The Yes campaign is ahead in the Scottish referendum battle for the first time, according to a poll, amid signs of infighting among senior figures backing the union.
The YouGov research for the Sunday Times found 51% supported independence, compared to 49% who wanted to remain in the UK.
The results are the latest evidence of a dramatic surge for the Yes Scotland campaign, which has seen the gap between the sides – once regularly in double digits – vanish in a matter of months.
The YouGov poll showed the Yes vote increasing by four points, while No dropped by the same number.
The headline figures exclude those who would not vote or are undecided. With those groups included independence was backed by 47% and staying in the UK 45%.
The two point gap is within the margin of error for such polls, meaning the contest, which climaxes on September 18, is effectively too close to call.
Scotland’s Deputy First Minister Nicola Sturgeon described the poll as “exceptionally positive” but added that the Yes campaign “still has a lot of work to do to win”.
Alistair Darling, leader of the pro-Union Better Together campaign, said the poll “must now serve as a wake-up call to anyone who thought the referendum result was a foregone conclusion”.
The former Chancellor said: “The polls may conflict, but the message I take from them is clear: If you want Scotland to remain part of the UK family you have to vote for it on 18 September. Separation is forever.
“These polls can and must now serve as a wake-up call to anyone who thought the referendum result was a foregone conclusion. It never was. It will go down to the wire. Now is the time to speak up and speak out.”
Rumours about the latest YouGov findings had been swirling for days. The firm has charted a remarkable turnaround for Yes, which has seen them recover from a 22 point deficit in just one month.
Writing in the Sunday Mirror, former prime minister Gordon Brown acknowledged that the referendum battle was proving tougher than some had expected – and laid the blame squarely with the Tories.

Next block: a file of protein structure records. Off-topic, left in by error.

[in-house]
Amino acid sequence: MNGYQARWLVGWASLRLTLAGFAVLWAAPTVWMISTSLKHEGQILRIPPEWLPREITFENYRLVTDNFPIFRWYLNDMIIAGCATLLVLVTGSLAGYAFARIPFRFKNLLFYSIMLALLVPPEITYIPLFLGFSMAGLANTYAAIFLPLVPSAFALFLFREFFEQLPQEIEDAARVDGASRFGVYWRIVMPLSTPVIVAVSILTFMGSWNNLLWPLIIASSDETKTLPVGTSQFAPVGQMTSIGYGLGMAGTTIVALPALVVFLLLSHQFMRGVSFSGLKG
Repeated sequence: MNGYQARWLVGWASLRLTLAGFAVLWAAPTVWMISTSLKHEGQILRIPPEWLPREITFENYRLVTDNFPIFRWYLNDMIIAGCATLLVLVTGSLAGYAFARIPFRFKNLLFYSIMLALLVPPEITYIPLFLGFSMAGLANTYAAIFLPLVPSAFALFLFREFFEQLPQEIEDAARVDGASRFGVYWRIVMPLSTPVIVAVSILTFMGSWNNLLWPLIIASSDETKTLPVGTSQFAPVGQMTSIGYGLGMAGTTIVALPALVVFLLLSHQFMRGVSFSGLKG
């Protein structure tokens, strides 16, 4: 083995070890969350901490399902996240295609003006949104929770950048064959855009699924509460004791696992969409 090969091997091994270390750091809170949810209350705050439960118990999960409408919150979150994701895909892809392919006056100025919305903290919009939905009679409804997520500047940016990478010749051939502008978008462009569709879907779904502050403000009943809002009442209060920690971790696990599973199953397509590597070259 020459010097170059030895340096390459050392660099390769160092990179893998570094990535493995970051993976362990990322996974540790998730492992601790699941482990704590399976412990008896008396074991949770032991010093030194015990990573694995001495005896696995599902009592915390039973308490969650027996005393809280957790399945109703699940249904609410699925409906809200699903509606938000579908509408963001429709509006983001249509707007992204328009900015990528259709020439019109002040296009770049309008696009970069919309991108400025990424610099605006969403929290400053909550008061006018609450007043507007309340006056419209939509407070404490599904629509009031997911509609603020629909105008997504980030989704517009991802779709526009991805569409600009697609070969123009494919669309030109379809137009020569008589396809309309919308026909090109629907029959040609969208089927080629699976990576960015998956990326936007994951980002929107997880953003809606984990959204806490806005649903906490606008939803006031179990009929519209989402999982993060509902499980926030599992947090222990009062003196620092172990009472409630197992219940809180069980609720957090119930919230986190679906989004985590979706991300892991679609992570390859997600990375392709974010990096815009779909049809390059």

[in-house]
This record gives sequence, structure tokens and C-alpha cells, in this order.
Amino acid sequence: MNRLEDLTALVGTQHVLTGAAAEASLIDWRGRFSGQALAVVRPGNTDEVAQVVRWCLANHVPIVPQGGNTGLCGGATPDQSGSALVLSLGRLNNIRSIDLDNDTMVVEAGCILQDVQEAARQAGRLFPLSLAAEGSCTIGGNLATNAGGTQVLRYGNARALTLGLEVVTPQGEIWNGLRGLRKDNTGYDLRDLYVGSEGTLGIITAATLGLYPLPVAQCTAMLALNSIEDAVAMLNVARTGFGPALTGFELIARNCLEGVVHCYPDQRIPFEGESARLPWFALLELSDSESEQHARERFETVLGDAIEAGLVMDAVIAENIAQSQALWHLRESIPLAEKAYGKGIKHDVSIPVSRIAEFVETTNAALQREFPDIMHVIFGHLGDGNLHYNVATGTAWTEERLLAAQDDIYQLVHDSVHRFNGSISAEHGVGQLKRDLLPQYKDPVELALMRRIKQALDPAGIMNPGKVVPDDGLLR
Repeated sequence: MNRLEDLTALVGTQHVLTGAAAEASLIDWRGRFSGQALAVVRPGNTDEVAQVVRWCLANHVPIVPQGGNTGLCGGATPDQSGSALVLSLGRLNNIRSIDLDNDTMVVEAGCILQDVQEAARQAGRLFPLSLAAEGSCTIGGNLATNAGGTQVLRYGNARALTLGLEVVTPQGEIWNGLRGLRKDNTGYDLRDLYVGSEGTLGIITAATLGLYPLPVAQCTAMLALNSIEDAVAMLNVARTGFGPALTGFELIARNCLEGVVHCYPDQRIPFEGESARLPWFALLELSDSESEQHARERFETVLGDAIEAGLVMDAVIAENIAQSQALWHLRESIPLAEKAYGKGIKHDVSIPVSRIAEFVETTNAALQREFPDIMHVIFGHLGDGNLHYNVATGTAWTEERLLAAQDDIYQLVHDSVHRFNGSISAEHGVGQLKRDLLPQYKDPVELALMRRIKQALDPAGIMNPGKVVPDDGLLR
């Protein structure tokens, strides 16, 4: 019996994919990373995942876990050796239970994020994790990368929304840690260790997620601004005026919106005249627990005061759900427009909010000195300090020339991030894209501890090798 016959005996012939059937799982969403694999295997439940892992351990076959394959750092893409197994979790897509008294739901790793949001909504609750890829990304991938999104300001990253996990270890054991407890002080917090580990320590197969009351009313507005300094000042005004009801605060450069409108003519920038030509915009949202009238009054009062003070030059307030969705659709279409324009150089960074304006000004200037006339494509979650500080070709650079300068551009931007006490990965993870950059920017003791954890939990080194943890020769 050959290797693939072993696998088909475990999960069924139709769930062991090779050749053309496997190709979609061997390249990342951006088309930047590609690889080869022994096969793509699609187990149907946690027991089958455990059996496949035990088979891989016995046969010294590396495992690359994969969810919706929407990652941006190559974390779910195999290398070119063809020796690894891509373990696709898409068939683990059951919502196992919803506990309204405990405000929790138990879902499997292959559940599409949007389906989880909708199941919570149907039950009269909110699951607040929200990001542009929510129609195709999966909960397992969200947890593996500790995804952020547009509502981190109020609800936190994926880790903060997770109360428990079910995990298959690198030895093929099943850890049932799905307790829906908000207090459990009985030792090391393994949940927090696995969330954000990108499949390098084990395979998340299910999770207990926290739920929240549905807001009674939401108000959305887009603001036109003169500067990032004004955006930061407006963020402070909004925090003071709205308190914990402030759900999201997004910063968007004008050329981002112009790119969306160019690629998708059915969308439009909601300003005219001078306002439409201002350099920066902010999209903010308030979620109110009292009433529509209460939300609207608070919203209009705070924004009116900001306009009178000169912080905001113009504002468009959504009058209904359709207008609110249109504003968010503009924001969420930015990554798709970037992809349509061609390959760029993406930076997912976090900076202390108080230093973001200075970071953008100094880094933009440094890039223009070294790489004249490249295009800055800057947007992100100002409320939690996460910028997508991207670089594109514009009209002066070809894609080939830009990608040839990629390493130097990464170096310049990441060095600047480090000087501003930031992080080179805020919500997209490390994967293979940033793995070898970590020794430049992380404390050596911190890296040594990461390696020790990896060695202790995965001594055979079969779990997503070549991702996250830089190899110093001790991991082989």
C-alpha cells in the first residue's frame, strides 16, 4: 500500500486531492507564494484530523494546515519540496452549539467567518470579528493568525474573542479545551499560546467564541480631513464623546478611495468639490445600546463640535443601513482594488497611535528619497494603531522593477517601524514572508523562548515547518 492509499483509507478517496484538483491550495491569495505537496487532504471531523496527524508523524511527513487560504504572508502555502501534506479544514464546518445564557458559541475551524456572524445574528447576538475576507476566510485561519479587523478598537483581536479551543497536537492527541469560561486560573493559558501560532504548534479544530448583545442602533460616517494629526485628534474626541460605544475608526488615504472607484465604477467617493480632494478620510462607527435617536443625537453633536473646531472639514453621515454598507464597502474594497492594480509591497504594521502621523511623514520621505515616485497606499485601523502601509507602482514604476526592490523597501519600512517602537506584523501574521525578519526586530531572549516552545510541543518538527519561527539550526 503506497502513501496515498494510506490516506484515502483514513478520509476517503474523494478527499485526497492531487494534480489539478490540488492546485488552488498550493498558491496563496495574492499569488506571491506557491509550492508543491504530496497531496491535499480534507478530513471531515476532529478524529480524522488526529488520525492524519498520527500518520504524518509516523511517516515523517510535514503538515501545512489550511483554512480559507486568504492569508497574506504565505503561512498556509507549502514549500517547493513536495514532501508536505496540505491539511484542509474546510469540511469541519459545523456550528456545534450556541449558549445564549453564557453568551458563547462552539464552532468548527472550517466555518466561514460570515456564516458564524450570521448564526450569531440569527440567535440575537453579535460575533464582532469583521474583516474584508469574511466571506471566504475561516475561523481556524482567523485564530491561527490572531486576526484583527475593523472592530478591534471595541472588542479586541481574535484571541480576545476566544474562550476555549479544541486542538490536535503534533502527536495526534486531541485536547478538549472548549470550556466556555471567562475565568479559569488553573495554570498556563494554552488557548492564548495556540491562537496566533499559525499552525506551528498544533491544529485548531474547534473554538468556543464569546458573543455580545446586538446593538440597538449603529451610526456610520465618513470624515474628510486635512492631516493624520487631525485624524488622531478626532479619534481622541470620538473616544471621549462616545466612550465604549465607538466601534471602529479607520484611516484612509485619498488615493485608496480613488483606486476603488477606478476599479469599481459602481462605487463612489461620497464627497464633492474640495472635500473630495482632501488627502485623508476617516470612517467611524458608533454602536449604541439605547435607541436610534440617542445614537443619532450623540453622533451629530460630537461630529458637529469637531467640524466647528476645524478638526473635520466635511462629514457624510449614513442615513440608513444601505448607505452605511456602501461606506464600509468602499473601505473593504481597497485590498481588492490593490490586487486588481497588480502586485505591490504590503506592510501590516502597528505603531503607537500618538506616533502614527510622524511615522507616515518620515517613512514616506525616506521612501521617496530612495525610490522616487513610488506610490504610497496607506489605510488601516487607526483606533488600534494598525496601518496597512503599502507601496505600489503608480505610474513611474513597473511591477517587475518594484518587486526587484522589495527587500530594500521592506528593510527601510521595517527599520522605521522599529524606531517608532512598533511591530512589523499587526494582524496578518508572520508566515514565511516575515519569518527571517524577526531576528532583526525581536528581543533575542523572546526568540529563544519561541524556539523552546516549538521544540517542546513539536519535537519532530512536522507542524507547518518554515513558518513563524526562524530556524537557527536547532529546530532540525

“Why has it been difficult to win Scottish votes in support of this principle of sharing that most Scots hold dear?” the Labour MP for Kirkcaldy and Cowdenbeath wrote.
“Many are angry that the Bedroom Tax was imposed upon Scots against their will while at the same time the very wealthy received tax cuts.
“The SNP also claim that the ramifications of any Tory privatisation of the NHS in England will cut budgets in Scotland.
“But English and Welsh people have already given an answer to the SNP claims.
“The answer is that 90% of English people want to keep the NHS public and retain it free at the point of need.
“And the vast majority across the whole UK dislike the Bedroom Tax and would even consider more taxes to make our NHS better.”
He added: “Our union is not out of date or an anachronism or a museum piece but a unique, unparalleled, multinational living partnership that Europe and America cannot match or mirror.
“And what our ancestors built up, no nationalist should be allowed to split asunder.”
A second poll, carried out by Panelbase for Yes Scotland, found that No is leading 52% to 48% when undecided voters are excluded.
The Panelbase poll also found that 47% of women support independence, which Yes Scotland say is a 13 point increase in six months.
Ms Sturgeon said: “These are exceptionally positive and encouraging figures – and the Panelbase poll shows record support for independence among women.
“Yes still has a lot of work to do to win on the 18th, we remain the underdogs, but we approach the final 10 days with huge enthusiasm and confidence.
“A positive finding that everyone can unite on – whether Yes or No – is that overwhelmingly people in Scotland believe that deciding our future in a democratic referendum is something we can be very proud of as a nation.
“The referendum has engaged many people who have never voted before in their lives, filled public halls the length and breadth of the country, and ushered in a sense of possibility and creativity.
“The challenge for all of us is to unite as a country once the decision is made, and do everything we can to maintain this boost in democratic participation that the referendum has ushered in.”